”Çöşürä“ – (ravioli) are cooked for the just married the next day after the marriage and symbolizes a wish to have many kids and prosper. “ Çöşürä “ could be served as first course as well as second course dish.
The Uighurs frequently cook “polo” – pilaf. In general, this dish is the meal of guests. For a plenty of people, “polo” is cooked by “aşpäz”, specially invited cook who takes care of preparing “polo” on weddings or commemoration services. Cooking “polo” requires hefty skills. Ingredients are rice, meat, carrots and onions. Pretty often “polo” is dressed with garlic or raisin.
”Samsa“ is one of the most honored ancient Uighur dishes. It is a patty filled with ground meat and onions, gourd, vegetables and fruits. “Samsa” is cooked in “tono” – cone-shaped oven for baking bread or in a cauldron. Dough for “samsa” is kneaded depending on where it would be cooked. For example, for “tono samsa” dough is kneaded salty and stiff, for “samsa” cooked in a cauldron, dough could be flabby and not stiff, or salty and yeasty.
”Pörä“ – some kind of a fried meat pie, filled with herbs, jüsäy, clover, wheat sprouts, dill, cabbage, and coriander. The filling could be the chopped meat and onions.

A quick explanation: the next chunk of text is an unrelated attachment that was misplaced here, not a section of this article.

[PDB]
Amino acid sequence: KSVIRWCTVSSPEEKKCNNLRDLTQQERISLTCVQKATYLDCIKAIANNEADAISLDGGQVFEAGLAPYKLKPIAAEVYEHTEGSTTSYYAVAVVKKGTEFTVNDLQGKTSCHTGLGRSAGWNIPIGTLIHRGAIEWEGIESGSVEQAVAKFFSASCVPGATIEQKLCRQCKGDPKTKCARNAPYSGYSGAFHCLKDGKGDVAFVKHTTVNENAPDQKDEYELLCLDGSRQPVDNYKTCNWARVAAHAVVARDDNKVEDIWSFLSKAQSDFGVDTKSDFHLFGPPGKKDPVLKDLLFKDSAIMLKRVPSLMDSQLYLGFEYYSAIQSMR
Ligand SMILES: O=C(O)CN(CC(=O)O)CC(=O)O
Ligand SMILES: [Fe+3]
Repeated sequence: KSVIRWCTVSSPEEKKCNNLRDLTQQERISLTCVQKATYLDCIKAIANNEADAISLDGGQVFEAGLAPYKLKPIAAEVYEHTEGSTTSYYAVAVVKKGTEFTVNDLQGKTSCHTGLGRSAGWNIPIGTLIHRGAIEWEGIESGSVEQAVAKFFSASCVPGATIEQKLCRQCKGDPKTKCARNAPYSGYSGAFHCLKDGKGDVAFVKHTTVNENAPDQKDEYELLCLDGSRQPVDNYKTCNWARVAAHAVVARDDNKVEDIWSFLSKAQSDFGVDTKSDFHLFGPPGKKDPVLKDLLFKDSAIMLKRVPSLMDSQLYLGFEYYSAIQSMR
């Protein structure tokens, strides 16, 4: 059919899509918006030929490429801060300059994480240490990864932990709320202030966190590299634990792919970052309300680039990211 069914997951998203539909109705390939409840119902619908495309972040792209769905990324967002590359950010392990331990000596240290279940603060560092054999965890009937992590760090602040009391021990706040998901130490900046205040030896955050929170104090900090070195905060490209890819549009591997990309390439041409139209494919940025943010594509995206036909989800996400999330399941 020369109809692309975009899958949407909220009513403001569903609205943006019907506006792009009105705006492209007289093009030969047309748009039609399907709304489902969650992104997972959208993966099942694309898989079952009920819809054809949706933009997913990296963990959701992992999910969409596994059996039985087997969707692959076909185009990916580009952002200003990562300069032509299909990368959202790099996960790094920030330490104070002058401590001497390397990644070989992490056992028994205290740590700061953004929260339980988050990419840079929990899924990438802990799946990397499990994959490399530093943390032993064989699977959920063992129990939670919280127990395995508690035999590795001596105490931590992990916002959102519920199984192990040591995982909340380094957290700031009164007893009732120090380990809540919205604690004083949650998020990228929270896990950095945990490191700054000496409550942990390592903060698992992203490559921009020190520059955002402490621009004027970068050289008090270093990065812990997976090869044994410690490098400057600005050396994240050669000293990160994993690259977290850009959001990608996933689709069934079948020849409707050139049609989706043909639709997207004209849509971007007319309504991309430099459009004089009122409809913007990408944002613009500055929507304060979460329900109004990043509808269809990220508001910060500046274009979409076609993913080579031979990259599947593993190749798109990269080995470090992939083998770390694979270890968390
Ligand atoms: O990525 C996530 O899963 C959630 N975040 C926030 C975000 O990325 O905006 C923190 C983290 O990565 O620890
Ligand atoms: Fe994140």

“Göş nan” – meat bread – patties filled with meat and onions and baked in a cauldron.
“Olouh nan” – steam bread – a roll prepared with carrots, gourd, jüsäy, spring onions, etc.
Cooking of ”öpkä-esip“ – stuffed lights is the art itself. While slaughtering a sheep, lamb or calf, a butcher tries not to damage the lungs. Integrity of the lungs is checked by inflating them. The stuffing is prepared from the liquid dough, milk, eggs and oil, and poured through a sieve into the lungs. Then they are tied up and submersed into boiling water.
The Uighurs make bread from wheat flour, sometimes, from corn flour. Bread is usually baked in “tono” – big ovens, from leavened or yeasty dough in form of pita: large and thin – “çong nan”, small and thick – ”toğaç“. In a cauldron the Uighurs bake short puff pitas -“qatlima” from dough made on oil and cream as well as thin pancakes – ”poşqal“. On holidays people make various short pastries in a cauldron, in particular, ”sangza“. Bread baked in “tono” is considered the most nutritious, because it absorbs heat of fire. There are more than 40 (forty) ways of making bread in Uighur cuisine.
Tea occupies an important place in a diet of the Uighurs. Since the Silk Road passed through Uighur territories, tea has been known to them for considerable period of time. The Uighurs make tea in different ways and have their own tea rituals.
The Uighurs of the Semirechye (Seven River region) make tea with salt and milk – “atkän çay”. Cream, sour cream, and butter are added to it. It is served in a big bowls – “apqur çinä”. This kind of tea is very nourishing and usually the Uighurs drink it for breakfast. After rich and plentiful meal, usually black tea – “syn çay” – and sweets are served. The Uighurs from Ferghana (Uzbekistan) prefer green tea – “kök çay”.
Uighur cuisine is popular across Central Asia, and one can find Uighur restaurant in many towns and villages.